Saturday, January 21, 2012

Shifting sands of meteorology research

It's likely that most non-scientists have very little knowledge of how research gets funded and how the process works.  For many years, I was a research scientist working in the Federal Civil Service (CS) system for various agencies.  Then, when I retired from Civil Service more than 10 years ago, I began the process of research in a state-supported university.  Thus, I've seen how research gets done from two very different perspectives.

Of late, however, things have been changing.  When I was with NOAA, researchers were paid as CS employees, and were expected to pursue research topics relevant to their respective agencies.  If the research required resources beyond the salaries of the researchers, it was up to agency management to allocate whatever research funding to support those activities they might (or might not) have available.  The process of getting additional research funding was mostly aimed at your own management.  If you didn't get resources to do a particular project, then either those tasks weren't done or you did them as opportunity permitted.  As I was leaving NOAA, the process was changing, however.  The process was beginning to resemble university-based research:  projects running over a more or less fixed time scale of about 3 years, lists of deliverables, formal proposals being written to obtain funding support, with peer review, and so on.  I can't speak to what is now going on in NOAA from my own experience, but my friends suggest that the evolution of how research gets funded has continued along the lines I could see beginning as I was retiring.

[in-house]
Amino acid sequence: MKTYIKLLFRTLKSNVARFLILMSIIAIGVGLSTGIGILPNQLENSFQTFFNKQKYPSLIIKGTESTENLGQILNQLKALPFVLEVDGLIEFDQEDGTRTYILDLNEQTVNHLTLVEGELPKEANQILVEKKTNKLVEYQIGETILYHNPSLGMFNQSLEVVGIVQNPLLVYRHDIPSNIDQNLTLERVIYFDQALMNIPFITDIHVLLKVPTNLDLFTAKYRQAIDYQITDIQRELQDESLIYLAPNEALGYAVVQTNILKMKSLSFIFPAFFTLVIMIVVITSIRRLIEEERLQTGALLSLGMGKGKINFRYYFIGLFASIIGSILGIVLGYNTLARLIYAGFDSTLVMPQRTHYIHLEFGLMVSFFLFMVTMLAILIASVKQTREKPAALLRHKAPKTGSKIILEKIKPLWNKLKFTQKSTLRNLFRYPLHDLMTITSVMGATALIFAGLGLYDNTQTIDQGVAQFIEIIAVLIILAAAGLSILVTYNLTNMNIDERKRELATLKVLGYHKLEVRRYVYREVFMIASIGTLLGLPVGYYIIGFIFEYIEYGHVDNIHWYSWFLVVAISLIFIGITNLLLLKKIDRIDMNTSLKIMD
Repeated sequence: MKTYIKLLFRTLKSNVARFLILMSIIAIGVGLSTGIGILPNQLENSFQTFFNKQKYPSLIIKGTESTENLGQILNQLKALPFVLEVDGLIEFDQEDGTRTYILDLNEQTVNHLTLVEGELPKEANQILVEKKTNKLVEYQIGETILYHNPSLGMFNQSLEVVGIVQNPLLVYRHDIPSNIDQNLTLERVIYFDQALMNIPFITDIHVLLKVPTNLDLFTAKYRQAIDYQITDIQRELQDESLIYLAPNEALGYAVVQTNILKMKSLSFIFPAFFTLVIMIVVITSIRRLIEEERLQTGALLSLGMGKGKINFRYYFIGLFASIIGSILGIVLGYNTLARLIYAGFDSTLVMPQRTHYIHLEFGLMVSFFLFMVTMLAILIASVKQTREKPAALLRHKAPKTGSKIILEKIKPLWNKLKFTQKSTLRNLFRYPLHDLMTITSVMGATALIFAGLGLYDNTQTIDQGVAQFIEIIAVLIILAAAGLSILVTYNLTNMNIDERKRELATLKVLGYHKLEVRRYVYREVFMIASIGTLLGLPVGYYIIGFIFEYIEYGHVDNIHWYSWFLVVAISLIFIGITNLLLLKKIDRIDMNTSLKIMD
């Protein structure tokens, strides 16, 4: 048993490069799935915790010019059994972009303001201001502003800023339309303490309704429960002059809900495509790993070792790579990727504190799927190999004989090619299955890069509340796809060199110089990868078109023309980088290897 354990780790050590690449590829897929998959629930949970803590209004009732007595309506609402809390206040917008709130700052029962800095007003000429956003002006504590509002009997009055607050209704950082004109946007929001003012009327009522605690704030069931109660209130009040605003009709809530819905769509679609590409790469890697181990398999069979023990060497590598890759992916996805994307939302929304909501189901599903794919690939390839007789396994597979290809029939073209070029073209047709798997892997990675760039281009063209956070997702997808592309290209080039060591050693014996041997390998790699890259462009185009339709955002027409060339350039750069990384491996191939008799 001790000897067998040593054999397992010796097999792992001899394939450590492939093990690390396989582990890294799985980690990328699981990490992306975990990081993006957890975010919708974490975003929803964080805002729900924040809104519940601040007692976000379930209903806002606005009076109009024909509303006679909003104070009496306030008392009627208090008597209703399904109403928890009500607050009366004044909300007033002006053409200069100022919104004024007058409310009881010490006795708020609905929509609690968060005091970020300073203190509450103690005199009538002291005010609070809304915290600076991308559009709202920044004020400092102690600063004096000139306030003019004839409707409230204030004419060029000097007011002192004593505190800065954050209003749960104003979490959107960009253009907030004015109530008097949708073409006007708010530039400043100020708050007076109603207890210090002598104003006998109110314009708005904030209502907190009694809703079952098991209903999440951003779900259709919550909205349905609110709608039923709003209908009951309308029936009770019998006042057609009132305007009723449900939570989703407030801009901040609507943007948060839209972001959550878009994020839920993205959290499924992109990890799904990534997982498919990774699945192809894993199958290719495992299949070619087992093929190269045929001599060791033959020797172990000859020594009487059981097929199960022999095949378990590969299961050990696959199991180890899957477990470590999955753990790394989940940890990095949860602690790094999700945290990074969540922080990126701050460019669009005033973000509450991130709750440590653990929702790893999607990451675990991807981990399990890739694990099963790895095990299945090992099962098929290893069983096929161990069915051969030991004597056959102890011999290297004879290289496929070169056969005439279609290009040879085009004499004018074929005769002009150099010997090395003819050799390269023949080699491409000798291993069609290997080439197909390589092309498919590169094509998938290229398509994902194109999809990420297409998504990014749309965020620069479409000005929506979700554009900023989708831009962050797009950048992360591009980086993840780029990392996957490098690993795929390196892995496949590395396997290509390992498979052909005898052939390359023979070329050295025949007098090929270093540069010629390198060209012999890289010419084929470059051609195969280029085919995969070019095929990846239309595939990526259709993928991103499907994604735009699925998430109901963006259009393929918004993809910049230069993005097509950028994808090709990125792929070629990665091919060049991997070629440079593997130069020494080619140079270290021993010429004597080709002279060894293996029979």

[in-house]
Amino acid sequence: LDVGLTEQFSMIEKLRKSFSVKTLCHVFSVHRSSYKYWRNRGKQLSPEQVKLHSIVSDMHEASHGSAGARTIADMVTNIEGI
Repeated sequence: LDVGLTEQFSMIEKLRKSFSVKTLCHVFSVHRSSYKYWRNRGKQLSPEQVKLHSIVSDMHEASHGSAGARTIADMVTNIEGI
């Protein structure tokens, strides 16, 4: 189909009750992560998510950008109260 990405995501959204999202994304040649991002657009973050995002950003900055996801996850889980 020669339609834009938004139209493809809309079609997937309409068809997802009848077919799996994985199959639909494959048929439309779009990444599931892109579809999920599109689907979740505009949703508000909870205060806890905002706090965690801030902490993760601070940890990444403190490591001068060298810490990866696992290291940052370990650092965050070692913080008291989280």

Frankly, I don't think this is a particularly good development, but the process of transforming the CS research system seems irreversible.  I liked the old system, but I must admit that it permitted some folks within it to survive for decades without being very productive.  I wonder if productivity has improved under the new processes?  Some of the drones I knew personally are still employed!

In the university system, the primary funding agency has been the National Science Foundation.  I've had several NSF proposals funded and it's been very satisfying to see those projects reach fruition.  NSF has been changing its procedures to reflect pressures being brought on them as a result of the climate change controversies (among other things).  There also has been a greater emphasis on applications of NSF-sponsored research, compared to even the recent past, when basic research was the primary activity that NSF sought to support.  Things do seem to be changing.

The public surely knows very little about how NSF support for research works, so the myth perpetuated by climate change deniers that researchers are enriching themselves at public expense persists.  That such nonsense is given any credibility at all leaves me frustrated with the extent of public ignorance of reality in research.  If we expect the public to support our research, we need to be able to inform them about how it actually works.

There's some reasonable chance I'll be able to get a few more years of NSF funding support for my research. But the economic crisis underscores the reality that nothing is guaranteed.  When I was in NOAA, my own income was the only thing "guaranteed" - and even that was vulnerable to economic conditions.  The times, they are a-changing and it remains to be seen how things will evolve, of course.  As my research career winds down, it will be interesting to see just what will survive ...